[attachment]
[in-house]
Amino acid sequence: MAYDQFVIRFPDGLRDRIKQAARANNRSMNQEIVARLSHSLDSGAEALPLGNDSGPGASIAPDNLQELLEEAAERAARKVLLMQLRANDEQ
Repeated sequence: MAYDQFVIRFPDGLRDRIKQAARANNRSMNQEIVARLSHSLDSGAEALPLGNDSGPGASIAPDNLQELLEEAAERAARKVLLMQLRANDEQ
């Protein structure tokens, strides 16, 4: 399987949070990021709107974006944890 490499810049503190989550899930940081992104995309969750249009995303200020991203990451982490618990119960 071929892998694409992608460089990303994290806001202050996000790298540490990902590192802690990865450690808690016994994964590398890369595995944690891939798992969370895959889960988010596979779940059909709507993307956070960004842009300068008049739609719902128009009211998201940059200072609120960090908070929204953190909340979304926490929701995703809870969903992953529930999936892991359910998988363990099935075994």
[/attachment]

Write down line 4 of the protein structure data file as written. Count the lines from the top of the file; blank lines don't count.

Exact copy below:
């Protein structure tokens, strides 16, 4: 399987949070990021709107974006944890 490499810049503190989550899930940081992104995309969750249009995303200020991203990451982490618990119960 071929892998694409992608460089990303994290806001202050996000790298540490990902590192802690990865450690808690016994994964590398890369595995944690891939798992969370895959889960988010596979779940059909709507993307956070960004842009300068008049739609719902128009009211998201940059200072609120960090908070929204953190909340979304926490929701995703809870969903992953529930999936892991359910998988363990099935075994």